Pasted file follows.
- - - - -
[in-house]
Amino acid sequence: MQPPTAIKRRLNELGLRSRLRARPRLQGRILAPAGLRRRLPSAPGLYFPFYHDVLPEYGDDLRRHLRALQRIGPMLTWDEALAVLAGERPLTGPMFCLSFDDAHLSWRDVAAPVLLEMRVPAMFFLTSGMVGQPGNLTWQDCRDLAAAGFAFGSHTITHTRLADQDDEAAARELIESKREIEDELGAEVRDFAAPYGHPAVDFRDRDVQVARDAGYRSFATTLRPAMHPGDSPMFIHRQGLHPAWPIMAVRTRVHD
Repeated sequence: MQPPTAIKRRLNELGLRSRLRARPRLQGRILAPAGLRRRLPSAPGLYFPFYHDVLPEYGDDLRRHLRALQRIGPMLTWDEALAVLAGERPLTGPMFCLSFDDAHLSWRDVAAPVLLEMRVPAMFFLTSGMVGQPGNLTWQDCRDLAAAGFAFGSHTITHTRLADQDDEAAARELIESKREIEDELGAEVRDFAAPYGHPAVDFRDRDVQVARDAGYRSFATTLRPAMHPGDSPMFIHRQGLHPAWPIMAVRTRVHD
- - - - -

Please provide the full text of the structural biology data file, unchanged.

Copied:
[in-house]
Amino acid sequence: MQPPTAIKRRLNELGLRSRLRARPRLQGRILAPAGLRRRLPSAPGLYFPFYHDVLPEYGDDLRRHLRALQRIGPMLTWDEALAVLAGERPLTGPMFCLSFDDAHLSWRDVAAPVLLEMRVPAMFFLTSGMVGQPGNLTWQDCRDLAAAGFAFGSHTITHTRLADQDDEAAARELIESKREIEDELGAEVRDFAAPYGHPAVDFRDRDVQVARDAGYRSFATTLRPAMHPGDSPMFIHRQGLHPAWPIMAVRTRVHD
Repeated sequence: MQPPTAIKRRLNELGLRSRLRARPRLQGRILAPAGLRRRLPSAPGLYFPFYHDVLPEYGDDLRRHLRALQRIGPMLTWDEALAVLAGERPLTGPMFCLSFDDAHLSWRDVAAPVLLEMRVPAMFFLTSGMVGQPGNLTWQDCRDLAAAGFAFGSHTITHTRLADQDDEAAARELIESKREIEDELGAEVRDFAAPYGHPAVDFRDRDVQVARDAGYRSFATTLRPAMHPGDSPMFIHRQGLHPAWPIMAVRTRVHD